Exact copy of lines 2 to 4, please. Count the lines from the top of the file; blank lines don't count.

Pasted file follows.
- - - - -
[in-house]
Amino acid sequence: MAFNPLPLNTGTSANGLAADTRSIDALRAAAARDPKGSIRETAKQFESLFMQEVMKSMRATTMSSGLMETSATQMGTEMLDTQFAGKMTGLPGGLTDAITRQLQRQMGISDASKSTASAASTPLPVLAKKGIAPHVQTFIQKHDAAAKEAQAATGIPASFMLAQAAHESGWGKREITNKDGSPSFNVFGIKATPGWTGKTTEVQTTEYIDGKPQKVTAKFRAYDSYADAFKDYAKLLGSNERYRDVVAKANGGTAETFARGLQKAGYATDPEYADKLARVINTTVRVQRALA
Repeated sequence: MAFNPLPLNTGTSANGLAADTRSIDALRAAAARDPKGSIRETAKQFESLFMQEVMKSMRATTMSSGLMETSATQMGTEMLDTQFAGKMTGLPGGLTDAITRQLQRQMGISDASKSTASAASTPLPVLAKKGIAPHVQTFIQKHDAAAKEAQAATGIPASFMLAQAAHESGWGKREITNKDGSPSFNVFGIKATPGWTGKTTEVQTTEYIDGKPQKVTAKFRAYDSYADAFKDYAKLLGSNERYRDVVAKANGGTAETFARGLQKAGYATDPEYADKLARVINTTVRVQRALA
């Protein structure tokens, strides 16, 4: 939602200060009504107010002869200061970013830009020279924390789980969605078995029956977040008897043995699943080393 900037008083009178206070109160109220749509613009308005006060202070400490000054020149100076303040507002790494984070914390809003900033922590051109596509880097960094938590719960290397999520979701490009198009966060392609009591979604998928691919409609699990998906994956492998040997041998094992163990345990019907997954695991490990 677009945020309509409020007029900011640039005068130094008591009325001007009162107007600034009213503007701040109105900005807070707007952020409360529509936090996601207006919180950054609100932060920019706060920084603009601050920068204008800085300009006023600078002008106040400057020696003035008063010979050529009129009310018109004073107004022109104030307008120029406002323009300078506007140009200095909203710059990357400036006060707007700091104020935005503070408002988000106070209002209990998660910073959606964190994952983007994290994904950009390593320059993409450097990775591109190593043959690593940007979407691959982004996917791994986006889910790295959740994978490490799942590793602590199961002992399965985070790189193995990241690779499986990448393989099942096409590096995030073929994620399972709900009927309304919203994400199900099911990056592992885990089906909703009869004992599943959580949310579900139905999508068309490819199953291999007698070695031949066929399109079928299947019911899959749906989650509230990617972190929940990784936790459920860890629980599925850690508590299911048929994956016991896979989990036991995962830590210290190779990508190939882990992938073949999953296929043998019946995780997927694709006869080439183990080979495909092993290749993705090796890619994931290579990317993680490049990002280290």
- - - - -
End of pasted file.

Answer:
Amino acid sequence: MAFNPLPLNTGTSANGLAADTRSIDALRAAAARDPKGSIRETAKQFESLFMQEVMKSMRATTMSSGLMETSATQMGTEMLDTQFAGKMTGLPGGLTDAITRQLQRQMGISDASKSTASAASTPLPVLAKKGIAPHVQTFIQKHDAAAKEAQAATGIPASFMLAQAAHESGWGKREITNKDGSPSFNVFGIKATPGWTGKTTEVQTTEYIDGKPQKVTAKFRAYDSYADAFKDYAKLLGSNERYRDVVAKANGGTAETFARGLQKAGYATDPEYADKLARVINTTVRVQRALA
Repeated sequence: MAFNPLPLNTGTSANGLAADTRSIDALRAAAARDPKGSIRETAKQFESLFMQEVMKSMRATTMSSGLMETSATQMGTEMLDTQFAGKMTGLPGGLTDAITRQLQRQMGISDASKSTASAASTPLPVLAKKGIAPHVQTFIQKHDAAAKEAQAATGIPASFMLAQAAHESGWGKREITNKDGSPSFNVFGIKATPGWTGKTTEVQTTEYIDGKPQKVTAKFRAYDSYADAFKDYAKLLGSNERYRDVVAKANGGTAETFARGLQKAGYATDPEYADKLARVINTTVRVQRALA
């Protein structure tokens, strides 16, 4: 939602200060009504107010002869200061970013830009020279924390789980969605078995029956977040008897043995699943080393 900037008083009178206070109160109220749509613009308005006060202070400490000054020149100076303040507002790494984070914390809003900033922590051109596509880097960094938590719960290397999520979701490009198009966060392609009591979604998928691919409609699990998906994956492998040997041998094992163990345990019907997954695991490990 677009945020309509409020007029900011640039005068130094008591009325001007009162107007600034009213503007701040109105900005807070707007952020409360529509936090996601207006919180950054609100932060920019706060920084603009601050920068204008800085300009006023600078002008106040400057020696003035008063010979050529009129009310018109004073107004022109104030307008120029406002323009300078506007140009200095909203710059990357400036006060707007700091104020935005503070408002988000106070209002209990998660910073959606964190994952983007994290994904950009390593320059993409450097990775591109190593043959690593940007979407691959982004996917791994986006889910790295959740994978490490799942590793602590199961002992399965985070790189193995990241690779499986990448393989099942096409590096995030073929994620399972709900009927309304919203994400199900099911990056592992885990089906909703009869004992599943959580949310579900139905999508068309490819199953291999007698070695031949066929399109079928299947019911899959749906989650509230990617972190929940990784936790459920860890629980599925850690508590299911048929994956016991896979989990036991995962830590210290190779990508190939882990992938073949999953296929043998019946995780997927694709006869080439183990080979495909092993290749993705090796890619994931290579990317993680490049990002280290």